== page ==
60. 60. Jens Juel (1745-1802), Running boy. Marcus Holst von Schmidten, 1802. KMS3635 3. The impact of open?
  61. 61. I wish we would measure cultural heritage on learning and happiness. https://charlotteshj.dk/2016/05/26/gid-vi-maalte-kulturarv-paa-laering-og-lykke/ Charlotte S H Jensen State Arhives/National Museum
  62. 62. How can we assess the impact of open art? For education, for welfare, for society?
  63. 63. https://medium.com/@Hverwayen/the-impact-of-cultural-heritage-creating-a-common-language-28cba0e1af0b If you work in a purpose driven, non-profit organisation and more specifically in the digital Cultural Heritage sector, we share a problem: we should be feeling fine and dandy because we work for a great cause, but we have very few instruments at our disposal to assess the results of our actions and be happy about it. Harry Verwayen Deputy Director, Europeana
  64. 64. https://medium.com/@Hverwayen/the-impact-of-cultural-heritage-creating-a-common-language-28cba0e1af0b This leaves us in a very unsatisfying and vulnerable position: the work we do comes at a significant cost to society but we can’t systematically assess that it was worth it. Did it improve the way our children are educated? Did it result in a stronger, more cohesive society? Did it enable artists to create groundbreaking new creative works? What positive change in society have we contributed to? In one word: did we have impact? Harry Verwayen Deputy Director, Europeana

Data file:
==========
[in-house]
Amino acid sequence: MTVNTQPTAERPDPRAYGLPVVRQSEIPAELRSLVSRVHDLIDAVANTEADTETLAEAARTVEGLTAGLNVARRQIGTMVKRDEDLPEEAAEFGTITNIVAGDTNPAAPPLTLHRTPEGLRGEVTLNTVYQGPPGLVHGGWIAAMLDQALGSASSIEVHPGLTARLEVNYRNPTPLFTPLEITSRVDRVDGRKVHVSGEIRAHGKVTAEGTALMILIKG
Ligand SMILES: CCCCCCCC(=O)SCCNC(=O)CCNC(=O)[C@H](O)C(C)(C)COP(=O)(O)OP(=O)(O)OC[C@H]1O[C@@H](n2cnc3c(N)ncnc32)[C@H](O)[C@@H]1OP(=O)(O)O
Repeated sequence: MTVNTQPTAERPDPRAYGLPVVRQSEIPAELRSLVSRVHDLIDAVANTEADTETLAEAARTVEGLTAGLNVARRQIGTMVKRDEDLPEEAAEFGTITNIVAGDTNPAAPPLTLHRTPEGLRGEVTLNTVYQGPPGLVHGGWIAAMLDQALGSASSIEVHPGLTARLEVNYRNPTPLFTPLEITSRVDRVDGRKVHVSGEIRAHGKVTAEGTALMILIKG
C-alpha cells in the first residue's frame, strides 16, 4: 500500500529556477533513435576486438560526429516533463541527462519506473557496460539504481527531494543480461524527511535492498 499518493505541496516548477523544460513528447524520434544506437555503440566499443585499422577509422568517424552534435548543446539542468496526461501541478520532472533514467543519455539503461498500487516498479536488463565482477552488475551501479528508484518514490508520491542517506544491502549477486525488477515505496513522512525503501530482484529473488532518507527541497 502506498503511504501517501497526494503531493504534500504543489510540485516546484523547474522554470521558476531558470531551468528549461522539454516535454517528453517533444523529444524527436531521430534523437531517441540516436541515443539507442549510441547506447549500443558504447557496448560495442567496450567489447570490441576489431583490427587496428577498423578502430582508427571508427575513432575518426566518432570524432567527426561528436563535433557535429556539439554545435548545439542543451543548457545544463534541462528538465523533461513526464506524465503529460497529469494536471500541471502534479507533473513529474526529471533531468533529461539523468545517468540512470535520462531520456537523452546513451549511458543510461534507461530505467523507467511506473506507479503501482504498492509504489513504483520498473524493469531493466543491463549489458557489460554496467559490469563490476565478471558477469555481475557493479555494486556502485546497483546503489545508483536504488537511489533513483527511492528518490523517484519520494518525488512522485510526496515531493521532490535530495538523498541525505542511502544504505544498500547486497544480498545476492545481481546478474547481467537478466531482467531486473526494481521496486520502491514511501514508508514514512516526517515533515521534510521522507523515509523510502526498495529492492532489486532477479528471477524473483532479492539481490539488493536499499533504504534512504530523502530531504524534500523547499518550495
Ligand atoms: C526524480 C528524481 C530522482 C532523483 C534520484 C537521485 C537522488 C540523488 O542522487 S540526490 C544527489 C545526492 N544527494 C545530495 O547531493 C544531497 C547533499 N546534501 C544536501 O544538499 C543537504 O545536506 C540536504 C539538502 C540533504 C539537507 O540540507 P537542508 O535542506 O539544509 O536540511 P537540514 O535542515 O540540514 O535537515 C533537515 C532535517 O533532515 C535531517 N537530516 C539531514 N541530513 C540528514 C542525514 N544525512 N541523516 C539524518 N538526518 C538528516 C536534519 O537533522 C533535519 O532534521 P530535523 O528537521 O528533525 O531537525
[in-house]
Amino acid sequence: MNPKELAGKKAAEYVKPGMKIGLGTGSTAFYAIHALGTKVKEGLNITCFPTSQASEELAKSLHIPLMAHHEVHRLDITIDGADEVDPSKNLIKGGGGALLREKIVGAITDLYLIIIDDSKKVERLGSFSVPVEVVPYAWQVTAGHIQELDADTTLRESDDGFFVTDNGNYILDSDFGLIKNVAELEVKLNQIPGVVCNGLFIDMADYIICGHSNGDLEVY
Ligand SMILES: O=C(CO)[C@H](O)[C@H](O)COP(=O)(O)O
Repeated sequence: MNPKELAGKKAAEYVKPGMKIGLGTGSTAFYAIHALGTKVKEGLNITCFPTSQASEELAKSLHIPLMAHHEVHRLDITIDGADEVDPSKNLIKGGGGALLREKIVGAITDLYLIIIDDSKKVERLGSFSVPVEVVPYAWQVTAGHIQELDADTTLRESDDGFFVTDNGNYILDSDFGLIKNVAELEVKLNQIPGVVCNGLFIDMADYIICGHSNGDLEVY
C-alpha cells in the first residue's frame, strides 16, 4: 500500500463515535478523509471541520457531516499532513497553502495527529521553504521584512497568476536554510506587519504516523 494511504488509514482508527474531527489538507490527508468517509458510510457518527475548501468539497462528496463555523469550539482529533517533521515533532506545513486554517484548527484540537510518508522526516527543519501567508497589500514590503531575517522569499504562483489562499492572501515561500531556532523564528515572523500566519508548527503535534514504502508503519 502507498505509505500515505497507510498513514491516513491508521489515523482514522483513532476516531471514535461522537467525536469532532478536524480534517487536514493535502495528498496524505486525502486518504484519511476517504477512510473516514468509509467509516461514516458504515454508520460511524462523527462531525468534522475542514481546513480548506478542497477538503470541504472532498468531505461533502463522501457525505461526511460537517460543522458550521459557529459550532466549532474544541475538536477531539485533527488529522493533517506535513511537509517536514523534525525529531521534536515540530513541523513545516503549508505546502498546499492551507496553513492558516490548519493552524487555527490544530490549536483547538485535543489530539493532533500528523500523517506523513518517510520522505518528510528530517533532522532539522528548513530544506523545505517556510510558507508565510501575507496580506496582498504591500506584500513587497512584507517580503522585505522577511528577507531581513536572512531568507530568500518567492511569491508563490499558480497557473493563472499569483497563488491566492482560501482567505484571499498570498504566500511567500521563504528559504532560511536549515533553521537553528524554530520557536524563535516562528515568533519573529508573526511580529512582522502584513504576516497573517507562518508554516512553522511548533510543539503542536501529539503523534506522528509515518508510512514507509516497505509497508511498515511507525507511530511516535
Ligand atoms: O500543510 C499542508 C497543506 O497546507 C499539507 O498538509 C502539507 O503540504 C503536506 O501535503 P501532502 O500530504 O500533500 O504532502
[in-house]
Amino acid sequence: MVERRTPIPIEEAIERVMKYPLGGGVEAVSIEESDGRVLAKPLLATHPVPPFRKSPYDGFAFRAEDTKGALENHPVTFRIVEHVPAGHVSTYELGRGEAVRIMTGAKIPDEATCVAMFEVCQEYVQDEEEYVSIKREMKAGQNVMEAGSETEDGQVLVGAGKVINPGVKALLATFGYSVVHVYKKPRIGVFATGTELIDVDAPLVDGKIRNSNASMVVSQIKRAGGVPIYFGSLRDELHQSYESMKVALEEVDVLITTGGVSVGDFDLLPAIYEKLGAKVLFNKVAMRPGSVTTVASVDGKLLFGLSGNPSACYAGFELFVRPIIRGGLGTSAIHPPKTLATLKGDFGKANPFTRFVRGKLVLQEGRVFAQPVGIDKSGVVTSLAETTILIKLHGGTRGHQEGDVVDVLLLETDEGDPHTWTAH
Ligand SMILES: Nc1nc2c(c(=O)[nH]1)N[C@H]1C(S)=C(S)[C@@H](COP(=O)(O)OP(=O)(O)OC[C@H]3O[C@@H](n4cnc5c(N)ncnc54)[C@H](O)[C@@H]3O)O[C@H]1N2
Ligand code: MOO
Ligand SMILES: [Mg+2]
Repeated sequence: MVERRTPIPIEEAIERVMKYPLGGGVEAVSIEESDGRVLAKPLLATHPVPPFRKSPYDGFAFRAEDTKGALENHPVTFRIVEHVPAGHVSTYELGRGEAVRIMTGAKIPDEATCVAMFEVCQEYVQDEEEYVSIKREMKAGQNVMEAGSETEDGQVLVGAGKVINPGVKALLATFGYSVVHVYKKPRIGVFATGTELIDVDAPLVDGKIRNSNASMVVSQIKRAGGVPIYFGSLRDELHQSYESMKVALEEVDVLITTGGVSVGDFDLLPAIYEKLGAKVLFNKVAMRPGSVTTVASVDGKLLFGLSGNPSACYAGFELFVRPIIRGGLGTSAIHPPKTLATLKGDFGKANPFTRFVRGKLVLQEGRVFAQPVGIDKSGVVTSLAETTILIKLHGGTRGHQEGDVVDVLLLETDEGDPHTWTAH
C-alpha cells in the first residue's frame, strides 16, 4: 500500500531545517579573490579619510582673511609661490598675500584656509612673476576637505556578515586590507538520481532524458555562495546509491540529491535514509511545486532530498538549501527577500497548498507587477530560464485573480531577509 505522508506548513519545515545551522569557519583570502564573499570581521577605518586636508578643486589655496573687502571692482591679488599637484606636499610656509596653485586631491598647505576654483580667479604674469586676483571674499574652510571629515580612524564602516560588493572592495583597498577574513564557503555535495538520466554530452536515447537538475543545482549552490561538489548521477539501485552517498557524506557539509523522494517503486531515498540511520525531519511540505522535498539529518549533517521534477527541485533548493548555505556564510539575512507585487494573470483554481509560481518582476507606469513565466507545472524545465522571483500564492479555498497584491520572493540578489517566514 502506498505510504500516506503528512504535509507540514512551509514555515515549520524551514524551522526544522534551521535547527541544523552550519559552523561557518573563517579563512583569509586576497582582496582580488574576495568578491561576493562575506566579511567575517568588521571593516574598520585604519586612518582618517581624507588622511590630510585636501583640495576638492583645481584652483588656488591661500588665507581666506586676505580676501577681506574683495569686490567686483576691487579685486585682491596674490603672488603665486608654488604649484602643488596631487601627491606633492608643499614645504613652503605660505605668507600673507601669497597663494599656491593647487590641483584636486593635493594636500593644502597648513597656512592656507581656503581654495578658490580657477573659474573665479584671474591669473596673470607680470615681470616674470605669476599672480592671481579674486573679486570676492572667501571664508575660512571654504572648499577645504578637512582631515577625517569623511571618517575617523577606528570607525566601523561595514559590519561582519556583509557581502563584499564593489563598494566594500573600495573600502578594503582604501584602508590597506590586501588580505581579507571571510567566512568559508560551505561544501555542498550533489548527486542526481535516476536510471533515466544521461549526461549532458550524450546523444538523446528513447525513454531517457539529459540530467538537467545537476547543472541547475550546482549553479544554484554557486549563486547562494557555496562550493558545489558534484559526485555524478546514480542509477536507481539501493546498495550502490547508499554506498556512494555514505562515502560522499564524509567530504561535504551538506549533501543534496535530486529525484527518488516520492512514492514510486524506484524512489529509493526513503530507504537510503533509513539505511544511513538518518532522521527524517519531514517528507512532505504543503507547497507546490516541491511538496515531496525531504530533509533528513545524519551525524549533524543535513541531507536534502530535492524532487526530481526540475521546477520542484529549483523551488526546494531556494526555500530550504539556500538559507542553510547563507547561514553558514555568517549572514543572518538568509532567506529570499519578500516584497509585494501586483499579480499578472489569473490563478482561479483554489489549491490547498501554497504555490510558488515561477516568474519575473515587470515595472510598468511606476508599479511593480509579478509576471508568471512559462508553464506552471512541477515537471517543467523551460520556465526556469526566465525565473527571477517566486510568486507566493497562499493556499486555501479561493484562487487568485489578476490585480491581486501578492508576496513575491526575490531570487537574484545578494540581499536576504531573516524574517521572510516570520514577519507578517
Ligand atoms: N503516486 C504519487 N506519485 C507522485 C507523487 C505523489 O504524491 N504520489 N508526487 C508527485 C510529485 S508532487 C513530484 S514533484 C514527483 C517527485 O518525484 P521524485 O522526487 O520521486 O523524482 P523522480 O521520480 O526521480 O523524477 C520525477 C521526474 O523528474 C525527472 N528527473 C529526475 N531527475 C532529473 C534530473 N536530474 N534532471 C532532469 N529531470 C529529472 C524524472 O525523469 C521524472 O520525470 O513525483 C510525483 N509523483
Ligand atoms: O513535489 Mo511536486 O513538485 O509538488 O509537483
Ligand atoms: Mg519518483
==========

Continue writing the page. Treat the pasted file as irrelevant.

65. 65. What does ‘impact’ mean? Changes that occur for stakeholders in society, as a result of activities for which the organisation is accountable.
  66. 66. A toolbox for any type of cultural heritage institution independent of its size, scope and resources
  67. 67. impkt.tools
  68. 68. As museums, we do not hold any patent on how cultural heritage can and should be interpreted and used. Our role is increasingly to facilitate the general public’s use of cultural heritage for learning, creativity and innovation. Today, the museum as a place of enlightenment is based on interaction. We are all part of this web. We enlighten each other. Mikkel Bogh Director, SMK http://www.smk.dk/en/explore-the-art/smk-blogs/artikel/mikkel-bogh-blogs-enlightenment-in-the-age-of-digitisation/
  69. 69. Thank you. Merete Sanderhoff slideshare.net/MereteSanderhoff merete.sanderhoff@smk.dk @MSanderhoff C.W. Eckersberg (1783-1853), A View through Three of the North-Western Arches of the Third Storey of the Coliseum in Rome, 1815 or 1816. KMS3123 Acesso Aberto | Open Access 16 October 2017 Fundaςão Calouste | Gulbenkian, Lisboa

×